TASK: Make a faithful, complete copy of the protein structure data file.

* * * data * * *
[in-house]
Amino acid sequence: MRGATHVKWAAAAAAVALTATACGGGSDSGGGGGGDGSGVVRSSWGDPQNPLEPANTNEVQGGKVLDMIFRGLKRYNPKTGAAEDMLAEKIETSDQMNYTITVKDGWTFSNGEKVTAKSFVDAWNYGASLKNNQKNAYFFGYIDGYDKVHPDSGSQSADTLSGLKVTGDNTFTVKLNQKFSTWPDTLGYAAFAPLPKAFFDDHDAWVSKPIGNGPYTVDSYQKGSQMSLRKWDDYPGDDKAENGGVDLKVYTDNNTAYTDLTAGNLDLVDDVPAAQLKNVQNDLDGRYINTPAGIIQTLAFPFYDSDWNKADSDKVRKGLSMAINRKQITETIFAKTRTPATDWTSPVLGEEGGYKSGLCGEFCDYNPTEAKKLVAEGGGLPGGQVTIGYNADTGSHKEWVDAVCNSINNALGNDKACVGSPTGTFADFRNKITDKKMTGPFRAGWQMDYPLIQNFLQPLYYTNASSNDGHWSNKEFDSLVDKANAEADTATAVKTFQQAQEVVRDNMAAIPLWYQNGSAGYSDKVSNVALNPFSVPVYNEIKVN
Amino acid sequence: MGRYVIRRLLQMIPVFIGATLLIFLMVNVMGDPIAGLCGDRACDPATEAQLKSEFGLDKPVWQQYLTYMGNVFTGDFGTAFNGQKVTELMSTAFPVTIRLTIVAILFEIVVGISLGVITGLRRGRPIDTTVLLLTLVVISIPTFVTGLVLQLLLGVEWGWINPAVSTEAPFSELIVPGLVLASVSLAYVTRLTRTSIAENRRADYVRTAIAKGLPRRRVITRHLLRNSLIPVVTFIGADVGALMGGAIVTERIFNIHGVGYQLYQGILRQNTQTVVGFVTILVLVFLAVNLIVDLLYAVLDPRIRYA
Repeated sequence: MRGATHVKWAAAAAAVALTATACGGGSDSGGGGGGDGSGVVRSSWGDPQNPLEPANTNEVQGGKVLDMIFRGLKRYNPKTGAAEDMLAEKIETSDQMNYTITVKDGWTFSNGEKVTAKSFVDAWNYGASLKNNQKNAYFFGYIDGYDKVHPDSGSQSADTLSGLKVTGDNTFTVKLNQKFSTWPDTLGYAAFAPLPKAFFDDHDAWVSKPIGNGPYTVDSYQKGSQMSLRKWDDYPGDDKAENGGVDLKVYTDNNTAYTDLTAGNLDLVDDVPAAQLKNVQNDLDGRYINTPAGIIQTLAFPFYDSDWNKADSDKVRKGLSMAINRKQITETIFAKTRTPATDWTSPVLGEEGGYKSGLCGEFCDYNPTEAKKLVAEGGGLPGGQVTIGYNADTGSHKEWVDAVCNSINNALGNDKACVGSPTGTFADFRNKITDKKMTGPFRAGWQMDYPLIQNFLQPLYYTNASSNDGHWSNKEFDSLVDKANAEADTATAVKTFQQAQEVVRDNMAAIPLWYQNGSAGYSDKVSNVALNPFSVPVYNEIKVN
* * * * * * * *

[in-house]
Amino acid sequence: MRGATHVKWAAAAAAVALTATACGGGSDSGGGGGGDGSGVVRSSWGDPQNPLEPANTNEVQGGKVLDMIFRGLKRYNPKTGAAEDMLAEKIETSDQMNYTITVKDGWTFSNGEKVTAKSFVDAWNYGASLKNNQKNAYFFGYIDGYDKVHPDSGSQSADTLSGLKVTGDNTFTVKLNQKFSTWPDTLGYAAFAPLPKAFFDDHDAWVSKPIGNGPYTVDSYQKGSQMSLRKWDDYPGDDKAENGGVDLKVYTDNNTAYTDLTAGNLDLVDDVPAAQLKNVQNDLDGRYINTPAGIIQTLAFPFYDSDWNKADSDKVRKGLSMAINRKQITETIFAKTRTPATDWTSPVLGEEGGYKSGLCGEFCDYNPTEAKKLVAEGGGLPGGQVTIGYNADTGSHKEWVDAVCNSINNALGNDKACVGSPTGTFADFRNKITDKKMTGPFRAGWQMDYPLIQNFLQPLYYTNASSNDGHWSNKEFDSLVDKANAEADTATAVKTFQQAQEVVRDNMAAIPLWYQNGSAGYSDKVSNVALNPFSVPVYNEIKVN
Amino acid sequence: MGRYVIRRLLQMIPVFIGATLLIFLMVNVMGDPIAGLCGDRACDPATEAQLKSEFGLDKPVWQQYLTYMGNVFTGDFGTAFNGQKVTELMSTAFPVTIRLTIVAILFEIVVGISLGVITGLRRGRPIDTTVLLLTLVVISIPTFVTGLVLQLLLGVEWGWINPAVSTEAPFSELIVPGLVLASVSLAYVTRLTRTSIAENRRADYVRTAIAKGLPRRRVITRHLLRNSLIPVVTFIGADVGALMGGAIVTERIFNIHGVGYQLYQGILRQNTQTVVGFVTILVLVFLAVNLIVDLLYAVLDPRIRYA
Repeated sequence: MRGATHVKWAAAAAAVALTATACGGGSDSGGGGGGDGSGVVRSSWGDPQNPLEPANTNEVQGGKVLDMIFRGLKRYNPKTGAAEDMLAEKIETSDQMNYTITVKDGWTFSNGEKVTAKSFVDAWNYGASLKNNQKNAYFFGYIDGYDKVHPDSGSQSADTLSGLKVTGDNTFTVKLNQKFSTWPDTLGYAAFAPLPKAFFDDHDAWVSKPIGNGPYTVDSYQKGSQMSLRKWDDYPGDDKAENGGVDLKVYTDNNTAYTDLTAGNLDLVDDVPAAQLKNVQNDLDGRYINTPAGIIQTLAFPFYDSDWNKADSDKVRKGLSMAINRKQITETIFAKTRTPATDWTSPVLGEEGGYKSGLCGEFCDYNPTEAKKLVAEGGGLPGGQVTIGYNADTGSHKEWVDAVCNSINNALGNDKACVGSPTGTFADFRNKITDKKMTGPFRAGWQMDYPLIQNFLQPLYYTNASSNDGHWSNKEFDSLVDKANAEADTATAVKTFQQAQEVVRDNMAAIPLWYQNGSAGYSDKVSNVALNPFSVPVYNEIKVN